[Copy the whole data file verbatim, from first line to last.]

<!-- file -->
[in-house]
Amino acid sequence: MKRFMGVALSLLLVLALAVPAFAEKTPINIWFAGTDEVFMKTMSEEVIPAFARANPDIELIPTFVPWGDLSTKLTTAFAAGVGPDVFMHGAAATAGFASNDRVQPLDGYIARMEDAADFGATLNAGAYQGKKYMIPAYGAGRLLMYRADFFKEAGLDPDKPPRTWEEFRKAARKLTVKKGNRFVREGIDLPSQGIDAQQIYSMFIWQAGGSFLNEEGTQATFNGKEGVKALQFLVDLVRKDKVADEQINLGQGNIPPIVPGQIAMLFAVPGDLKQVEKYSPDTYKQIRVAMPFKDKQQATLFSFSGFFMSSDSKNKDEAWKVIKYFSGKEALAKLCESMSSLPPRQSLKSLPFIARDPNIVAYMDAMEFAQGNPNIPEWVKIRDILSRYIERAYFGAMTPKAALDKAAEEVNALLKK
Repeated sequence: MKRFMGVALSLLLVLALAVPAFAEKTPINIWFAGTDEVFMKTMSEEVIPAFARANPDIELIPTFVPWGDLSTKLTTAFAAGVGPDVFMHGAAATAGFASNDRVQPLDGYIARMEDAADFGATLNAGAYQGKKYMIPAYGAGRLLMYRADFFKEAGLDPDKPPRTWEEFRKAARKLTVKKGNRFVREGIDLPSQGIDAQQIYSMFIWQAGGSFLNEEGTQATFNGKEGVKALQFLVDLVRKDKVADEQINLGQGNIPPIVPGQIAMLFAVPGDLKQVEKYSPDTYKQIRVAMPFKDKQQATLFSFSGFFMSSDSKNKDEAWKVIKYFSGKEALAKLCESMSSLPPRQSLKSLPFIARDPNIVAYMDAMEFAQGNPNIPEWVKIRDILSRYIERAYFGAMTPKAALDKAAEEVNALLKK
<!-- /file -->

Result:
[in-house]
Amino acid sequence: MKRFMGVALSLLLVLALAVPAFAEKTPINIWFAGTDEVFMKTMSEEVIPAFARANPDIELIPTFVPWGDLSTKLTTAFAAGVGPDVFMHGAAATAGFASNDRVQPLDGYIARMEDAADFGATLNAGAYQGKKYMIPAYGAGRLLMYRADFFKEAGLDPDKPPRTWEEFRKAARKLTVKKGNRFVREGIDLPSQGIDAQQIYSMFIWQAGGSFLNEEGTQATFNGKEGVKALQFLVDLVRKDKVADEQINLGQGNIPPIVPGQIAMLFAVPGDLKQVEKYSPDTYKQIRVAMPFKDKQQATLFSFSGFFMSSDSKNKDEAWKVIKYFSGKEALAKLCESMSSLPPRQSLKSLPFIARDPNIVAYMDAMEFAQGNPNIPEWVKIRDILSRYIERAYFGAMTPKAALDKAAEEVNALLKK
Repeated sequence: MKRFMGVALSLLLVLALAVPAFAEKTPINIWFAGTDEVFMKTMSEEVIPAFARANPDIELIPTFVPWGDLSTKLTTAFAAGVGPDVFMHGAAATAGFASNDRVQPLDGYIARMEDAADFGATLNAGAYQGKKYMIPAYGAGRLLMYRADFFKEAGLDPDKPPRTWEEFRKAARKLTVKKGNRFVREGIDLPSQGIDAQQIYSMFIWQAGGSFLNEEGTQATFNGKEGVKALQFLVDLVRKDKVADEQINLGQGNIPPIVPGQIAMLFAVPGDLKQVEKYSPDTYKQIRVAMPFKDKQQATLFSFSGFFMSSDSKNKDEAWKVIKYFSGKEALAKLCESMSSLPPRQSLKSLPFIARDPNIVAYMDAMEFAQGNPNIPEWVKIRDILSRYIERAYFGAMTPKAALDKAAEEVNALLKK